The first generation of commercial winemakers in the urban East Bay post-Prohibition started up during the 1970s. Among them were Travis Fretter, Rick Dove (Montclair Winery), Davis Bynum, and Channing Rudd. Then, in 1978, after the Alameda City Council refused to let him set up a winery near his house, a veterinarian and enthusiastic home winemaker named Kent Rosenblum took over the Dead End Bar in West Oakland and converted it into a winery. "We had some dairy tanks shipped out from Minnesota, and we'd go at night and make wine," he recalls. "Everyone in the neighborhood thought we were bootleggers."

Rosenblum would become a muse of sorts for the urban wine scene. He and his partners began throwing open houses where people would gather for the music and wine. The crowds followed the vintner to an old particle accelerator in Emeryville in 1982, then in 1987 to its current home in an Alameda Point warehouse. Rosenblum says he and his partners decided not to locate in wine country because they wanted to keep their day jobs. "You need to be real close to wines to tend them," he says. "The grape harvest is once a year — even as it nears, if you look at the grapes once or twice a week, that's fine. But if a barrel is leaking or a bung [plug] pops off, and you don't get to it for a week, then you've lost a barrel of wine."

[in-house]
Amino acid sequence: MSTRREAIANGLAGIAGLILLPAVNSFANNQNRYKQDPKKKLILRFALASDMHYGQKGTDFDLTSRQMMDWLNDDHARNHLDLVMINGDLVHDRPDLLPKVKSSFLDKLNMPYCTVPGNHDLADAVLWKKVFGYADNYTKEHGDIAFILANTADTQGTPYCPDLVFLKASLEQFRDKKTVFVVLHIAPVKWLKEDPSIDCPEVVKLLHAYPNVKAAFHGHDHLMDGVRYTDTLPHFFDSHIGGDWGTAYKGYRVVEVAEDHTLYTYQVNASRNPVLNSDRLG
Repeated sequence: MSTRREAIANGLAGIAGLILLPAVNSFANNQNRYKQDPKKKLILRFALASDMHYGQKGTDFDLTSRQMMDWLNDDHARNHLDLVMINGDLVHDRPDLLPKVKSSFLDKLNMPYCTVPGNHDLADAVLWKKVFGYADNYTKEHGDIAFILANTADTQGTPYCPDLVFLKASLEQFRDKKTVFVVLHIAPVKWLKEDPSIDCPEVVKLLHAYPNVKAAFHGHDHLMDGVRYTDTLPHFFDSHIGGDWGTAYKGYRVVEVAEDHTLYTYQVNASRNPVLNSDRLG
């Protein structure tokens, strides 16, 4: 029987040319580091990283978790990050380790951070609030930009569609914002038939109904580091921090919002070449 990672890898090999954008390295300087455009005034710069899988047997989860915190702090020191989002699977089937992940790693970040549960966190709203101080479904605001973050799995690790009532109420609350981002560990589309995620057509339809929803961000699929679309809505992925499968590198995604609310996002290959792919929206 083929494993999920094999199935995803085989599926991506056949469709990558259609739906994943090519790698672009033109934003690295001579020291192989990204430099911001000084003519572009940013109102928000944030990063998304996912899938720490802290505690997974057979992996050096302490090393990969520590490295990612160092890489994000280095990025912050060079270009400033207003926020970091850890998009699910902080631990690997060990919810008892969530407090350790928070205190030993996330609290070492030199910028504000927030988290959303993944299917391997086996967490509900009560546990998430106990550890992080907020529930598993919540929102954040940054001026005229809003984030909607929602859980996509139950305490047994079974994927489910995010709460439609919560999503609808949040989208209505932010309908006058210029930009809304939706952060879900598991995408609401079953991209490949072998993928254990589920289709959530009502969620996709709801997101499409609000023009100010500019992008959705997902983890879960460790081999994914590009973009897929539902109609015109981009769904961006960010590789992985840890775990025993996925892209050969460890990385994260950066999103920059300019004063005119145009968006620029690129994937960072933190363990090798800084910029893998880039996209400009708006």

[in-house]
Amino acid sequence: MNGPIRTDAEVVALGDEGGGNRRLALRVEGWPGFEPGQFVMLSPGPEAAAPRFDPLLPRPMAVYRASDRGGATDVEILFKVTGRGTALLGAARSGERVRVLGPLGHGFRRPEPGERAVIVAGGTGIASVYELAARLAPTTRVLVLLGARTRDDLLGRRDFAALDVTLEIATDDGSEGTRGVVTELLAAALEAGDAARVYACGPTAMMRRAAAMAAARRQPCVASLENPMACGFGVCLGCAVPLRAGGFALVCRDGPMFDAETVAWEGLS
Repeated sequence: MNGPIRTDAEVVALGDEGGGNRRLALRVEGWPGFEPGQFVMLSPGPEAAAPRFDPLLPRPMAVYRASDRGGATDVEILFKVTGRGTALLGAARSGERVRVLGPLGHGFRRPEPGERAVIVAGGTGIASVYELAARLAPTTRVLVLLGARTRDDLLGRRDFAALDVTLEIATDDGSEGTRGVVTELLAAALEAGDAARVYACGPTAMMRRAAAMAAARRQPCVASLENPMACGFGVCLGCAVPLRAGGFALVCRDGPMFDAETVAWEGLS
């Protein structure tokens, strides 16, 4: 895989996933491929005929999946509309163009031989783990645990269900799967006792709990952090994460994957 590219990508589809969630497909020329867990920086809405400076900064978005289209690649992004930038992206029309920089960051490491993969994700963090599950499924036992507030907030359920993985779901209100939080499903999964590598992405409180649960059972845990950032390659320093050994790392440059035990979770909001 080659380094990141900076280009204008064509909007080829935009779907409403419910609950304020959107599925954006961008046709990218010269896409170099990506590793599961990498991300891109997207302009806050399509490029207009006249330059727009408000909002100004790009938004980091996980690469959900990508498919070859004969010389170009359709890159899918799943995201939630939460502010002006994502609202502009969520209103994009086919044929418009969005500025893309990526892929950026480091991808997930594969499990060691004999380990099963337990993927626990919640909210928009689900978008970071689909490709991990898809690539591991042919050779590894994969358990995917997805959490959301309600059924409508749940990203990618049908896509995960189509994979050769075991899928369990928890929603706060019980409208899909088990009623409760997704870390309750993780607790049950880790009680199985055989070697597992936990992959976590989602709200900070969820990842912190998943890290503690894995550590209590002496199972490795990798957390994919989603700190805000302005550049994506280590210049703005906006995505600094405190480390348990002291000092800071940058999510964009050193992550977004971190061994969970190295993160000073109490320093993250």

His winery, Rosenblum Cellars, has become the biggest success story in East Bay wine. Over the past two decades, the winemaker has gone from producing 6,000 cases annually to 170,000 — a figure Rosenblum hopes to expand to 240,000. He estimates his company's wine club has 5,000 members, and its mailing list four times that. He credits some of this success to his early focus on Zinfandels when everyone else had eyes for Cabernet Sauvignons and Chardonnays. Indeed, the winemaker made his name by scouting out pre-Prohibition vineyards with old Zinfandel vines, a quest that has taken him all over Northern California.

Jeff Cohn, who became Rosenblum's associate winemaker a decade ago, and recently split off to run his own label, JC Cellars, helped add to the mystique. He experimented with different yeast strains and barrels, selecting each type to match the grapes from specific vineyards.